The Television Academy of Arts & Sciences released this year’s Emmy ballots last week. Now that the ballots are out, it’s time for our annual two-pronged experiment, in which Dan tries to predict the likeliest nominees in each major category, while I pretend that I’m an actually TV Academy member and pick the six nominees that would make me the happiest.
We are, as always, playing by the Emmy rules, which means we can’t argue for someone who didn’t submit themselves (say, Alan Cumming for “The Good Wife”), can’t move someone from lead to supporting or vice versa, and can’t declare that “True Detective” is a miniseries and therefore clear more room in the drama categories. I’m also obviously limited by what I watched and what I haven’t. I’ve only seen a handful of “Broad City” episodes so far, for instance, otherwise I’d be seriously thinking about Ilana Glazer here.
We’ve come to the end of the road here with Outstanding Lead Actress in a Comedy Series. Dan’s analysis is here, and mine is coming right up.
As noted in some of the other comedy categories, we’re in weird territory here where some of the people I’m picking are wonderful but either never or only occasionally asked to be funny, starting with Emmy Rossum from “Shameless.” This is one of the best performances by any actress on television. It also has no real business in this category, but this is where it has been placed, and so I will pick her for her usual fearless approach in portraying Fiona’s rapid descent thanks to a series of bad choices. Not a laugh riot, but great acting.
Moving into more comedy/drama hybrid territory, we have Taylor Schilling on “Orange Is the New Black.” Piper had to function as the main character and the audience’s point of entry into the prison world, and Schilling had to be able to straddle the show’s lighter and darker sides and make them all feel part of the same thing. And she did that with aplomb. Piper’s not the show’s most likable, or complex character, but when she’s annoying, it’s because she is meant to be, and Schilling was equally comfortable at playing goofiness and despair.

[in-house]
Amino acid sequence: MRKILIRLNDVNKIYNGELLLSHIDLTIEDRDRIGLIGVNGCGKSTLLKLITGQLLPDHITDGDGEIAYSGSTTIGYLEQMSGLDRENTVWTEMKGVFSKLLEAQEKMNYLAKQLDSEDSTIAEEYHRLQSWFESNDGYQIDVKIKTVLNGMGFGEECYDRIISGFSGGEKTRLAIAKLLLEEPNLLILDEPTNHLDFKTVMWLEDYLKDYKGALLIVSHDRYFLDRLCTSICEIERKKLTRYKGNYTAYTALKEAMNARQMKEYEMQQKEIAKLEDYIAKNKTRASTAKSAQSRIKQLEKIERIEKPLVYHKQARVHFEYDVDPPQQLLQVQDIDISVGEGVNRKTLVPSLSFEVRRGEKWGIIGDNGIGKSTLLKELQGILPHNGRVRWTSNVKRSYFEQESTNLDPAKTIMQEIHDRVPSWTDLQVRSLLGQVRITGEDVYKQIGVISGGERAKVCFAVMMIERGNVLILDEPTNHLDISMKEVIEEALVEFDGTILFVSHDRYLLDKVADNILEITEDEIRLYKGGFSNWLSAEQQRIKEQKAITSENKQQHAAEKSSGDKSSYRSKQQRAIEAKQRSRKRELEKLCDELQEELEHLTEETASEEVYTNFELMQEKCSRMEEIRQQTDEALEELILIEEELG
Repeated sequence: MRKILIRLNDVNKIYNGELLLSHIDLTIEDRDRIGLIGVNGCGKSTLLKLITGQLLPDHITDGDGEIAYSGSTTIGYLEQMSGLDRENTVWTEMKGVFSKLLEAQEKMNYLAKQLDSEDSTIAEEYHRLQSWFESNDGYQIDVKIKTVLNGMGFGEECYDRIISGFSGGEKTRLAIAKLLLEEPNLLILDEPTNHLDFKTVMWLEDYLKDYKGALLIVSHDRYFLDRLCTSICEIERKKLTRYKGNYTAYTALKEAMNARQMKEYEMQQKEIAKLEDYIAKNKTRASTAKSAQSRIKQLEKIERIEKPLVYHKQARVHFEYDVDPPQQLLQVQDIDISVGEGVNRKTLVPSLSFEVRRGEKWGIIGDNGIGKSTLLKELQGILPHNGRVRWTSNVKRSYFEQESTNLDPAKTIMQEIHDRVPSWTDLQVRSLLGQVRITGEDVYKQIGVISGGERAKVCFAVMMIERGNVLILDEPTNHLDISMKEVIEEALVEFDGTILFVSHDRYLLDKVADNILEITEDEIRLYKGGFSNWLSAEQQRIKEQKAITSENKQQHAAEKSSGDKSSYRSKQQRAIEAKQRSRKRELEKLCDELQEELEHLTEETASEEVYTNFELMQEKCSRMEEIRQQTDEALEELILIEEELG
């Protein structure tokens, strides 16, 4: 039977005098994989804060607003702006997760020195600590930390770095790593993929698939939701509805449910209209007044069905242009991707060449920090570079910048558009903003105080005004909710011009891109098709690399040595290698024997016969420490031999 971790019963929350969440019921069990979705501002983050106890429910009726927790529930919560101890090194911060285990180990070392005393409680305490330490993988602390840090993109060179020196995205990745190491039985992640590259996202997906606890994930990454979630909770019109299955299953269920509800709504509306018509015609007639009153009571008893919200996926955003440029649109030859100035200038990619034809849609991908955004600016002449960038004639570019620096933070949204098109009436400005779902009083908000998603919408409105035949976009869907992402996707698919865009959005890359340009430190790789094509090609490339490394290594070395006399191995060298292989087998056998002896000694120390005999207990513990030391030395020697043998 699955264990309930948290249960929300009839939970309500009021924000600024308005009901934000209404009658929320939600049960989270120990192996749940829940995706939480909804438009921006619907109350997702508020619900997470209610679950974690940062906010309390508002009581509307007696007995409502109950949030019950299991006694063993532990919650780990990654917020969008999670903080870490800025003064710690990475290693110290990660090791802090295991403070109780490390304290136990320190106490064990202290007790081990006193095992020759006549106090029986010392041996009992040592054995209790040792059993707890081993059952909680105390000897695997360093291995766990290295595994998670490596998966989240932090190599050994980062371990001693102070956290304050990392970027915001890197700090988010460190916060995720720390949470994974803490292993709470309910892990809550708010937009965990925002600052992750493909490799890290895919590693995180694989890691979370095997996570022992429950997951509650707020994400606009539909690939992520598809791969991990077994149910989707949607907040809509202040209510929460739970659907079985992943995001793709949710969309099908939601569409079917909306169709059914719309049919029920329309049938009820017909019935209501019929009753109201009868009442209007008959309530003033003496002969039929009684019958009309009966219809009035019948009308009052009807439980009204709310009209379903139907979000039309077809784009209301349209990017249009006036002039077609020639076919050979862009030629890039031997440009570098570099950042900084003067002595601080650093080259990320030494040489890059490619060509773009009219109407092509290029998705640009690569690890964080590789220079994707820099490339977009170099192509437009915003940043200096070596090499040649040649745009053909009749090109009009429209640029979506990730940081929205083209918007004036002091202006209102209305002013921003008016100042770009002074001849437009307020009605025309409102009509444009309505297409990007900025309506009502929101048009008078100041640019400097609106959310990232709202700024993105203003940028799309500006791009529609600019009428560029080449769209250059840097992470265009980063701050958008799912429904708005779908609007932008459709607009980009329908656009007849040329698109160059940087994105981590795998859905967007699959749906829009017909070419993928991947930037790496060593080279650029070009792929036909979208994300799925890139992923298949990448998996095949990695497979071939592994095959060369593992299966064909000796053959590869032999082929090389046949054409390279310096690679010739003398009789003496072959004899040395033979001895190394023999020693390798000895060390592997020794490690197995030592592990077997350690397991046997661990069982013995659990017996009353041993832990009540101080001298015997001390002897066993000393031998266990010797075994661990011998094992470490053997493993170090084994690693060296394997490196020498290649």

Now let’s get to some more traditional comic performances, starting with two-time winner and presumptive favorite Julia Louis-Dreyfus. It’s remarkable what she’s able to do on “Veep,” in the way that she takes Selina write up to the line of being an utter cartoon character, yet always manages to pull up just short so that her incompetence is funny without seeming implausible. And in the moments where Selina gets to be a bit more human and vulnerable – like the incredible scene with her and Gary laughing in the bathroom, which I imagine will guarantee her victory this year – she’s amazing. Best role of her career, and while there are some other people I wish could get a trophy of their own at some point (like our next candidate), you can’t knock the voters for picking her again and again.
A few entries ago, I noted that I’ve made peace with the idea that Jon Hamm will likely never win an Emmy for playing Don Draper. For some reason, I’m having a harder time of that with Amy Poehler as Leslie Knope. Maybe it’s that there hasn’t been a comedy actress equivalent of Walter White during the run of “Parks and Recreation” (though Louis-Dreyfus is getting close to that), but even with my default assumption that Emmy voters’ tastes and mine do not always intersect, this is a baffling one for me. Poehler had another excellent year, even if there were a few stretches where Leslie grew too pushy and selfish, and I will keep pushing for her just as much as I do for Nick Offerman.
Then there’s Briga Heelan, so warm and sweet and funny that Bill Lawrence is currently using her to help carry two different shows: TBS’ “Ground Floor” (the show for which she’s eligible here) and NBC’s “Undateable” (where she’s appearing as a guest star because Lawrence liked her more than the other actresses he tried in the role). She has this strange and goofy energy that makes her into a genuine comic presence on each show, rather than just The Hot Girl for whom the male hero lusts. I would imagine TBS original comedies exist far bellow the radar of most Emmy voters, so this is a pipe-dream, but she’s terrific.
As noted in the Poehler entry, sometimes you can have a good performer given less than good material, and Zooey Deschanel had to deal with a lot of that this season on “New Girl,” where Jess spent most of the year in a relationship that the writers had no idea what to do with, and that they seemed to come to resent having started in the first place. Yet even with all the awkwardness, Deschanel was still funny, still strong whether she was asked to be the sane one dealing with the strangeness of her male roommates or to be the craziest of them all (Non-Crazy Winston Edition), and when it came time for the writers to hit the eject button on Jess and Nick, she sold all the emotions necessary to make it work. There are a lot of excellent performances on this show; I just hope that next season they get some better and more consistent things to play.
Previously: Outstanding Drama Series Outstanding Comedy Series Outstanding Supporting Actress in a Comedy Series Outstanding Supporting Actor in a Comedy Series Outstanding Supporting Actor in a Drama Series Outstanding Supporting Actress in a Drama Series
Alan Sepinwall may be reached at firstname.lastname@example.org